The water crisis is looming and coming closer. According to experts, the world must take notice

Although World Water Week comes by like clockwork every year, the message remains. The world must continue to use water more efficiently rather than using up invisible underground water supplies and turning to “virtual water” to stave off a global water crisis that would weaken energy and food systems, Fred Boltz, a leading conservation expert on water has cautioned.

According to Boltz, the leader of The Rockefeller Foundation’s work on science and environment, more than a third of mankind is water stressed either every year, or every season, and periods of droughts are on the rise from California, United States (U.S.) to Ethiopia as the earth continues to warm.

“We are really facing a global crisis”, he stated, and acknowledged that the demand for water is set to outstrip supply by a whopping 40 per cent by 2030. He also added that while more people are aware of the risks pollution poses as well as the overuse of water from lakes and rivers, not many know of, or comprehend, the steady exhaustion of finite underground water.

“Because we don’t see it and we don’t measure it accurately, we’re not aware of the state of decline of groundwater resources,” he explained. “Water is an almost invisible asset.”

According to the Thomas Reuters Foundation, the water expert has also said that “water is undervalued, wasted, and being depleted too fast,” especially as it is usually seen as a “free” human right.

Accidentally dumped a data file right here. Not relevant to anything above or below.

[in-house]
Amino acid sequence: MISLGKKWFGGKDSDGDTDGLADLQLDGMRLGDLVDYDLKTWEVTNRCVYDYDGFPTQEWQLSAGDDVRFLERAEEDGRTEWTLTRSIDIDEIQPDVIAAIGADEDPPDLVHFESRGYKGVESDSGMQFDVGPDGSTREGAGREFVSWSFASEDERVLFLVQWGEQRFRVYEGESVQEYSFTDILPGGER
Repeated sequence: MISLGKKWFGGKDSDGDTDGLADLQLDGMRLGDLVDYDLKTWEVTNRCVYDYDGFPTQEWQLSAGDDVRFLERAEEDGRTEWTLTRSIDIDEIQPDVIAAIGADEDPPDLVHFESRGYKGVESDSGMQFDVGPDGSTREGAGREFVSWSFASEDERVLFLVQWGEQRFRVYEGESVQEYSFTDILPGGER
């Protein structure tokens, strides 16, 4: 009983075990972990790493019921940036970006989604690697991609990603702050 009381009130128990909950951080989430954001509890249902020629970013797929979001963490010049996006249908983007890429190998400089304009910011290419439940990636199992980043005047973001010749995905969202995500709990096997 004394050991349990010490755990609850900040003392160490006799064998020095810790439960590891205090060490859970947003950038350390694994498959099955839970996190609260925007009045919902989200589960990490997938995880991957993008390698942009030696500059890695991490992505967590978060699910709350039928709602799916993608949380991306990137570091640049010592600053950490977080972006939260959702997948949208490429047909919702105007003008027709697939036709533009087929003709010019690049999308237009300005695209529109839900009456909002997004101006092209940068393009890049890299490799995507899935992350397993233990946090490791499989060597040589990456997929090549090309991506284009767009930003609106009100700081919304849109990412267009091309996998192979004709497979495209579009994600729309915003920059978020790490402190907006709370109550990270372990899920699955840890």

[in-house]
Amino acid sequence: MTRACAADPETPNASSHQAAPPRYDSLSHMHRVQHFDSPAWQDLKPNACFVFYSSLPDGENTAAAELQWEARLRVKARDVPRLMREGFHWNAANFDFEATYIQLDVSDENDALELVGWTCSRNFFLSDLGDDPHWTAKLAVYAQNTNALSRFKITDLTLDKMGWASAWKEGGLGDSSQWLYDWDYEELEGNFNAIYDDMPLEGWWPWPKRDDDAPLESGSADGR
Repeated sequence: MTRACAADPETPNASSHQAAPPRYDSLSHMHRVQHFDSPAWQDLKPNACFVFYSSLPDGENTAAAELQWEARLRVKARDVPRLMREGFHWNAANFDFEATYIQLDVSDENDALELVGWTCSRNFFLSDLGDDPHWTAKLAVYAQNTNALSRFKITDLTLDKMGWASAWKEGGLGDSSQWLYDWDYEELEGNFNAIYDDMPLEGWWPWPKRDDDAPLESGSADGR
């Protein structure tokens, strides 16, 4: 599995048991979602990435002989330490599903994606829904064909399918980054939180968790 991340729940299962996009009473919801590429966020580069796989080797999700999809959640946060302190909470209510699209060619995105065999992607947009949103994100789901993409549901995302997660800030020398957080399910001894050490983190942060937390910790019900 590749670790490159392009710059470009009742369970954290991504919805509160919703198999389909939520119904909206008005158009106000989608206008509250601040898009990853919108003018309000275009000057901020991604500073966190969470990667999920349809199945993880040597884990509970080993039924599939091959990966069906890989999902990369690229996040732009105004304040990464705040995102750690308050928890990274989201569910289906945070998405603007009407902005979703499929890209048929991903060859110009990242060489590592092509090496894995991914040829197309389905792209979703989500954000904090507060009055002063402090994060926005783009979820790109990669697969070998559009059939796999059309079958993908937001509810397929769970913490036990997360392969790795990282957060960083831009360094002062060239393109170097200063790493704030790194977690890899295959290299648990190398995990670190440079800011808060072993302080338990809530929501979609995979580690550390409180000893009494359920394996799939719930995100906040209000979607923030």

“We need fundamental shifts in the way we manage water socially and economically,” Boltz said to the Thomas Reuters Foundation, adding that a shift would be incentives those whose upstream activities affect the quality of water downstream to manage the resource well, he added.

For instance, crops in areas afflicted with water stress can be irrigated more efficiently by bringing water directly to the plant roots though drip systems, a system that would reduce the amount of water needed for the crops.

At the same time, attitudes to water are changing even as cities use up more water than their surroundings can afford, Boltz stated. For example, Mexico City, who has found that their land is sinking due to over-pumping its underground water supplies, is now working with The Rockefeller Foundation and the World Bank to completely overhaul its water system, which takes up to a third of its water from surrounding rivers and valleys.

Since its addition to the ranks of the Sustainable Development Goals (SDGs) – which are due to be fulfilled by 2030 – water scarcity and quality have steadily been gaining more attention, with the aim of reducing the number of people without access to clean, potable water and using the resource more efficiently. However, according to Boltz, water is at the core of the 17 global goals, as they are all interconnected.

“It’s certainly possible to make great gains…to chart a future in which sustainability can be achieved,” Boltz said. “But that has to be founded on an understanding of what are the vital underpinning resources that will enable that sustainability.”


Source: Thomas Reuters Foundation